And, this week, we received another positive clue. On Tuesday, researchers in eastern France revealed the results of a new study of 160 hospital staff who caught the disease. After 20 days, they found that 79% of them had neutralizing antibodies (NAbs) in their blood. And by the 41 day mark, 98% of them did.

The Institut Pasteur’s Arnaud Fontanet and colleagues suggested in the paper: “This finding supports the use of serologic testing for the diagnosis of individuals who have recovered from SARS-CoV-2 infection."

The researchers will continue the study to see how long the response lasts and its "associated neutralization capacity."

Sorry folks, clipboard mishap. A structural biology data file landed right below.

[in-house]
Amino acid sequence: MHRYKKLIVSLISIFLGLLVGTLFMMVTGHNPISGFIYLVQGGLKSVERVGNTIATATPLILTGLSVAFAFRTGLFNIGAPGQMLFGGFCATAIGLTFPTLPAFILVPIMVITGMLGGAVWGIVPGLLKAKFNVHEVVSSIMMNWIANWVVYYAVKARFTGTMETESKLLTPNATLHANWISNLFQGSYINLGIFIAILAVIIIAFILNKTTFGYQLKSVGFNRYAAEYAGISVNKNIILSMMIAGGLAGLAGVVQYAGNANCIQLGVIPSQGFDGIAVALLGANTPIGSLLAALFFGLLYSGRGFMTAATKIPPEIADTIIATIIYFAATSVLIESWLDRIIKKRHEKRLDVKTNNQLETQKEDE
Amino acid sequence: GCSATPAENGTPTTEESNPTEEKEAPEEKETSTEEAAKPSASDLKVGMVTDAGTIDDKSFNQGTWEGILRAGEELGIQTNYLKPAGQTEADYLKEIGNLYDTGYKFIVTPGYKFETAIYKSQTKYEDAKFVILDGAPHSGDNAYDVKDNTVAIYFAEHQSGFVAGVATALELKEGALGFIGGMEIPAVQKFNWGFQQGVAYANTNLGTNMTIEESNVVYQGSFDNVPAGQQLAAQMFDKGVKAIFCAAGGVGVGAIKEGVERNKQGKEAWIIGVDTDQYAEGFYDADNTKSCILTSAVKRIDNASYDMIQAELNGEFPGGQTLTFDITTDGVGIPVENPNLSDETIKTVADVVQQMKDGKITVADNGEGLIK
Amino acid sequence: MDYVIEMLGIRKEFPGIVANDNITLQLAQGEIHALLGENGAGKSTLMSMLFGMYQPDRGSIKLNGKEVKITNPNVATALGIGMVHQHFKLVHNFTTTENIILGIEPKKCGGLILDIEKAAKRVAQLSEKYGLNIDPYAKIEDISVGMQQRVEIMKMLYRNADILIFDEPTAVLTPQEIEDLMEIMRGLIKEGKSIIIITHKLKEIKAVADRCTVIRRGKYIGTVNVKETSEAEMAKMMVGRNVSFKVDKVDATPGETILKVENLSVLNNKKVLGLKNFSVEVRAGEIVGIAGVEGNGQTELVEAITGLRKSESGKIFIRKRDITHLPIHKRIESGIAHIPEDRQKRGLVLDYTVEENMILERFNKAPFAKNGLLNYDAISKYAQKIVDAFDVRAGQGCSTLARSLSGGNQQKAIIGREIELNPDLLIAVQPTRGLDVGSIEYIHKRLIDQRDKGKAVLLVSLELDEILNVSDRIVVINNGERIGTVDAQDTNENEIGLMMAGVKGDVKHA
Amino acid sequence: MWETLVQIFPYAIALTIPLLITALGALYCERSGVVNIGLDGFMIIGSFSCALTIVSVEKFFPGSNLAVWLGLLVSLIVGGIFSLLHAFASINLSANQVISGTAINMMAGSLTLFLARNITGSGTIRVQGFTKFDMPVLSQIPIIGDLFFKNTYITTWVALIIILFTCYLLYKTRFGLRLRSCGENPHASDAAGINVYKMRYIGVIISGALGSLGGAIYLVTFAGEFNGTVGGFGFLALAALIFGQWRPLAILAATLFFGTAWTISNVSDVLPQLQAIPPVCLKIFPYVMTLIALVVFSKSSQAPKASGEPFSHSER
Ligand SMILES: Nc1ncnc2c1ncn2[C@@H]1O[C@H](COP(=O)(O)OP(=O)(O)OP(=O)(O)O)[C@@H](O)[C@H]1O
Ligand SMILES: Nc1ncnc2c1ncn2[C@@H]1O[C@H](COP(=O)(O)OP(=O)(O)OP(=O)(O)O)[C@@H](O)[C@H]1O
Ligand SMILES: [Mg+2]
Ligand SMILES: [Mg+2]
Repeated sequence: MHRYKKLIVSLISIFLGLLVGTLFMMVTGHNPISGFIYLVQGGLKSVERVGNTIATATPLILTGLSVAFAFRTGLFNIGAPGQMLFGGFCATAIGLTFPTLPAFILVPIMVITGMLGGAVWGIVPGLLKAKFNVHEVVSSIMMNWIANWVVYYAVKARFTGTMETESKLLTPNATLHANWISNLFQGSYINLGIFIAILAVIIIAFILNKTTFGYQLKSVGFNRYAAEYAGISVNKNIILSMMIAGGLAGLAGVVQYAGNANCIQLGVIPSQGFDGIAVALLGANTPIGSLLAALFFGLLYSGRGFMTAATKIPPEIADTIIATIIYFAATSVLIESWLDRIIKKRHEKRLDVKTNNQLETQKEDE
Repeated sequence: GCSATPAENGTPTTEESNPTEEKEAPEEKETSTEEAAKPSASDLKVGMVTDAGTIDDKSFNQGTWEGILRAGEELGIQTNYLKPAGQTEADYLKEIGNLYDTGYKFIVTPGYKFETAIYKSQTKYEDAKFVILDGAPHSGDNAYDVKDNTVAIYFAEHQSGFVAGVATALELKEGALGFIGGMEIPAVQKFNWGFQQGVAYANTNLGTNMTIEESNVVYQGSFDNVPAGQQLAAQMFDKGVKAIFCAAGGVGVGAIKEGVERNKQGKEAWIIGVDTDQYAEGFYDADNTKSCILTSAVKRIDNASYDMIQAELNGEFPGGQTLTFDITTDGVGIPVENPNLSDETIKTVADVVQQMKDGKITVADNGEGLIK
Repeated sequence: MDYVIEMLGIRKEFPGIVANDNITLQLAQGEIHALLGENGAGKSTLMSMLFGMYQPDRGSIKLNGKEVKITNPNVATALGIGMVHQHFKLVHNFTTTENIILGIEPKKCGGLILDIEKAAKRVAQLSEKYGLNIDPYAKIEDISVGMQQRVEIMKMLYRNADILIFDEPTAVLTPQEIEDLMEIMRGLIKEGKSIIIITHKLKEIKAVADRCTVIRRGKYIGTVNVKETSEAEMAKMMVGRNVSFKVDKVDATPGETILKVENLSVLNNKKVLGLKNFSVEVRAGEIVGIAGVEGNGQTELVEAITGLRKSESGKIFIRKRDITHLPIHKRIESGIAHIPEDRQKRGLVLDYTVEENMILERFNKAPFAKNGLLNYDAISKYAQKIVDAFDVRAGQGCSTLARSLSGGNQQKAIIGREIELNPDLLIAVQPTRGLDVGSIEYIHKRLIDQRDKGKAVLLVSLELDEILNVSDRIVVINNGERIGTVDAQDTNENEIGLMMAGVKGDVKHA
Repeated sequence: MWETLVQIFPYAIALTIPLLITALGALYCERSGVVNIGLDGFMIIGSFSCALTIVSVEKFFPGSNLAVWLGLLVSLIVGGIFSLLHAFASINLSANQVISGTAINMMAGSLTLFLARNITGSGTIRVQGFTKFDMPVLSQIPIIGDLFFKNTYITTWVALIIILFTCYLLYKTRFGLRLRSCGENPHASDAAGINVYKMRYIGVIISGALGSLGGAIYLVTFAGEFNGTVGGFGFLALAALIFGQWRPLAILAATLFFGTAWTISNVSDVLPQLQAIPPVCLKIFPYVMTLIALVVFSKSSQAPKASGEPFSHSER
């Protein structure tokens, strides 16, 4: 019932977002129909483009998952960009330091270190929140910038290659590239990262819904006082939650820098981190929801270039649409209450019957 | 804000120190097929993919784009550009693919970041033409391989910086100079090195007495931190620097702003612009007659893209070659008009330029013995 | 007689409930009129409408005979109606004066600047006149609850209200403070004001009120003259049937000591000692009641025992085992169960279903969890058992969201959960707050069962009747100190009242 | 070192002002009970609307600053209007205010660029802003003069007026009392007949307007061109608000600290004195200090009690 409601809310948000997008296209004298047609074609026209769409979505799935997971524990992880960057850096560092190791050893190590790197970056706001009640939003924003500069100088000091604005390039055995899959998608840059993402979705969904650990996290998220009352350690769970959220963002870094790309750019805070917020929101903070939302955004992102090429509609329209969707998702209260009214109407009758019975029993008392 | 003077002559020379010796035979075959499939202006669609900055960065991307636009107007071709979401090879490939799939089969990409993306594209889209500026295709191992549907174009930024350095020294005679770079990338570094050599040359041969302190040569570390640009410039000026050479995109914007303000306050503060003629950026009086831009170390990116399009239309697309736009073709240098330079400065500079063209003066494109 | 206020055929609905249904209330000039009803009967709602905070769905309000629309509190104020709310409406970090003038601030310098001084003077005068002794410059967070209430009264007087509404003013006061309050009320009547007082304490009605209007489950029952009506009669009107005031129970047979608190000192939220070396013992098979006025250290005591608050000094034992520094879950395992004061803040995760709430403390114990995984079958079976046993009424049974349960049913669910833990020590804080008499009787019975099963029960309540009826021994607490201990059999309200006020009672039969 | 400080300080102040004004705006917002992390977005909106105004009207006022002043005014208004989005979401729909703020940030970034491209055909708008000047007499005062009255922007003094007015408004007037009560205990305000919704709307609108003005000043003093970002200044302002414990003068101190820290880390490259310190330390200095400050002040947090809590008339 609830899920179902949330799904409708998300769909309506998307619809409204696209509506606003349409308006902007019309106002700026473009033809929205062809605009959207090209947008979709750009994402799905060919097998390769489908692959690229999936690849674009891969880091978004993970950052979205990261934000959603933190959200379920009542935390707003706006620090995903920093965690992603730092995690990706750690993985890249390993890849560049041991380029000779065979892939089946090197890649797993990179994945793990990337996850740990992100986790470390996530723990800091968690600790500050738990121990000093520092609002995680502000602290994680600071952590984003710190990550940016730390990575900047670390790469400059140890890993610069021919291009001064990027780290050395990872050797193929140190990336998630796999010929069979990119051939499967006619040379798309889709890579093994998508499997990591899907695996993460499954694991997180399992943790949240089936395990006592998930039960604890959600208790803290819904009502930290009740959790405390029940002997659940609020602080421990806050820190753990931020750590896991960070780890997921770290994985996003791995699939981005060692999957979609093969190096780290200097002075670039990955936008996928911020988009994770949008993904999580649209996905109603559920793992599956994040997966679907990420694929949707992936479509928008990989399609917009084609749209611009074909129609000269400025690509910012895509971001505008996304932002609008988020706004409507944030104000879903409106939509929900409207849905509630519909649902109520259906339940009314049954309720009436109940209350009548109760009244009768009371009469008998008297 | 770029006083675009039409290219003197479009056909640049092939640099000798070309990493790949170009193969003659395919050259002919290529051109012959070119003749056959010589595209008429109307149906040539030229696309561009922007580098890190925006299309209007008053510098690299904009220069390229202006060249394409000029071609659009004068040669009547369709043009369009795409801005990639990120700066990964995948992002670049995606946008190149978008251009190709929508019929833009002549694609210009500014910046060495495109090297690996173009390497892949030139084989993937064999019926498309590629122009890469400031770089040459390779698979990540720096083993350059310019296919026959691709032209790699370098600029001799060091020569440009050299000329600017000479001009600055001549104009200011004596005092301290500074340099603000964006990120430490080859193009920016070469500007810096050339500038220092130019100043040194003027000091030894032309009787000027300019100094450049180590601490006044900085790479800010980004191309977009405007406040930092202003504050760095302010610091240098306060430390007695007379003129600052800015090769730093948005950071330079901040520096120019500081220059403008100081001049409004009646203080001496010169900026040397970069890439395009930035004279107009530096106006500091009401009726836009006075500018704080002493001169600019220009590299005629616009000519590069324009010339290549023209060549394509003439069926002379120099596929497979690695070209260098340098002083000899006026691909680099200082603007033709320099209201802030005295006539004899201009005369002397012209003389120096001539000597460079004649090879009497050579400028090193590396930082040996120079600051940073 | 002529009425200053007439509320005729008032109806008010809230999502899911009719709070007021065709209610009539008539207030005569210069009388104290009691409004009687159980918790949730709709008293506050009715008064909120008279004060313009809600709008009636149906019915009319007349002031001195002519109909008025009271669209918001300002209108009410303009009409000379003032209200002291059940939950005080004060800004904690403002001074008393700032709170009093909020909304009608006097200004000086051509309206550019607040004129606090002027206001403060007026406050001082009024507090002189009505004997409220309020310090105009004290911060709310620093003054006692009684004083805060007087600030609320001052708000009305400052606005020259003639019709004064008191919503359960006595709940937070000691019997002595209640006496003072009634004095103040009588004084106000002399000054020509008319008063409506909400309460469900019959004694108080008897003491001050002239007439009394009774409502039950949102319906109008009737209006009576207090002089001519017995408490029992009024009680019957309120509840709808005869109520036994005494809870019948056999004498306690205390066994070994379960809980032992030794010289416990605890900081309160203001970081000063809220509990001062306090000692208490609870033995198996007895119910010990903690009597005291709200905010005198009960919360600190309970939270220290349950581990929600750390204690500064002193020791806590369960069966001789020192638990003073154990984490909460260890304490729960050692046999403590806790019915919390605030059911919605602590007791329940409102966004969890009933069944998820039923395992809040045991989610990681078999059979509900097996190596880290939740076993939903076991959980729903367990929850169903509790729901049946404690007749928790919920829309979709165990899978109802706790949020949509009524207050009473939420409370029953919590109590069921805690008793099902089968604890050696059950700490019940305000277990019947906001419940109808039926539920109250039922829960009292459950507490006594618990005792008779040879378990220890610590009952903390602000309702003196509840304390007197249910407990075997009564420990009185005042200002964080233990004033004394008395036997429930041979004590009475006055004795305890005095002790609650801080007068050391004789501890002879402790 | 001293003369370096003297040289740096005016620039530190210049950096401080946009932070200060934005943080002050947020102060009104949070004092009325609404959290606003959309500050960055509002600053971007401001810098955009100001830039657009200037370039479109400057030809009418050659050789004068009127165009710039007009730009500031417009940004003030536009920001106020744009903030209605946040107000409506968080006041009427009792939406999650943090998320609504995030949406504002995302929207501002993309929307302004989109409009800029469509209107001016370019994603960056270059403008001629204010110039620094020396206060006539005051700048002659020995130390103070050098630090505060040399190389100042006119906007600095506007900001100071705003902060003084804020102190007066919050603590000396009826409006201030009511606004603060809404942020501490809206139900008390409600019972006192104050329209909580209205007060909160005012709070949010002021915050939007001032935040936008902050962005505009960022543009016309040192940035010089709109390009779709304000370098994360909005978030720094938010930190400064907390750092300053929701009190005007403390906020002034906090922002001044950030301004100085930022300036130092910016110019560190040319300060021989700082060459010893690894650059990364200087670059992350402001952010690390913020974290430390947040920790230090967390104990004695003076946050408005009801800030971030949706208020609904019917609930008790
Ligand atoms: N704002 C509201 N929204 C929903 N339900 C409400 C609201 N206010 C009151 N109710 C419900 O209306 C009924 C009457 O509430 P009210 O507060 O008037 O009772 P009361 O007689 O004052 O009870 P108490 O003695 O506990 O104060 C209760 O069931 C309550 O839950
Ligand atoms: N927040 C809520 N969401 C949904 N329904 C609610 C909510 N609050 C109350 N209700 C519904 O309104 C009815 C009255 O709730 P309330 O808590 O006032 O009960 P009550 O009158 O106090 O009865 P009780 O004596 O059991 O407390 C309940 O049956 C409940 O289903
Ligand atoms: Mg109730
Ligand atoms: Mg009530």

Update on My Investment Strategy

Every week I take a look at the latest developments and data and reevaluate my personal outlook on the possible economic scenarios and my personal investment strategy. This week my general conclusion is essentially the same as last week.

  • Treatment: I believe chances are good we'll have an effective treatment for Covid 19 (i.e. antibody treatment, vaccine, etc.) by fall or winter of this year. And with some luck we could even have more than one. If also feel it's unlikely it can be manufactured and distributed in large enough quantities to treat everyone who wants and needs it. If that happens then it will not be enough to revive the economy completely. And there may be potentially huge quality-of-life difference between the treatment-haves and treatment have-nots. This will be divisive and exacerbate already strong tensions in our society and/or around the world.